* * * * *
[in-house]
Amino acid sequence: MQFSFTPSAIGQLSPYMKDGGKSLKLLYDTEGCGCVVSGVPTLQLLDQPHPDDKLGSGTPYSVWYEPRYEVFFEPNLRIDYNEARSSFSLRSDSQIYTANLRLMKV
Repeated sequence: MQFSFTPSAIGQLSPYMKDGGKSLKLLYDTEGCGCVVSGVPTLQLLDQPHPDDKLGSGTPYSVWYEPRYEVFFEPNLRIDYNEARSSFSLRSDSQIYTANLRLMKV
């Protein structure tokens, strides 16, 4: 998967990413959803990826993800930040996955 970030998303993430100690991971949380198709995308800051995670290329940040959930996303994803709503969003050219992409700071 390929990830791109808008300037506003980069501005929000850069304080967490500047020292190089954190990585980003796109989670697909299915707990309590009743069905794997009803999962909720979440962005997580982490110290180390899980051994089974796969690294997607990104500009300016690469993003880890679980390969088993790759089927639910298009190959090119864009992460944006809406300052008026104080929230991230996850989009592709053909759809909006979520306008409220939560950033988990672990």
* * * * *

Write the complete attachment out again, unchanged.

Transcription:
[in-house]
Amino acid sequence: MQFSFTPSAIGQLSPYMKDGGKSLKLLYDTEGCGCVVSGVPTLQLLDQPHPDDKLGSGTPYSVWYEPRYEVFFEPNLRIDYNEARSSFSLRSDSQIYTANLRLMKV
Repeated sequence: MQFSFTPSAIGQLSPYMKDGGKSLKLLYDTEGCGCVVSGVPTLQLLDQPHPDDKLGSGTPYSVWYEPRYEVFFEPNLRIDYNEARSSFSLRSDSQIYTANLRLMKV
């Protein structure tokens, strides 16, 4: 998967990413959803990826993800930040996955 970030998303993430100690991971949380198709995308800051995670290329940040959930996303994803709503969003050219992409700071 390929990830791109808008300037506003980069501005929000850069304080967490500047020292190089954190990585980003796109989670697909299915707990309590009743069905794997009803999962909720979440962005997580982490110290180390899980051994089974796969690294997607990104500009300016690469993003880890679980390969088993790759089927639910298009190959090119864009992460944006809406300052008026104080929230991230996850989009592709053909759809909006979520306008409220939560950033988990672990």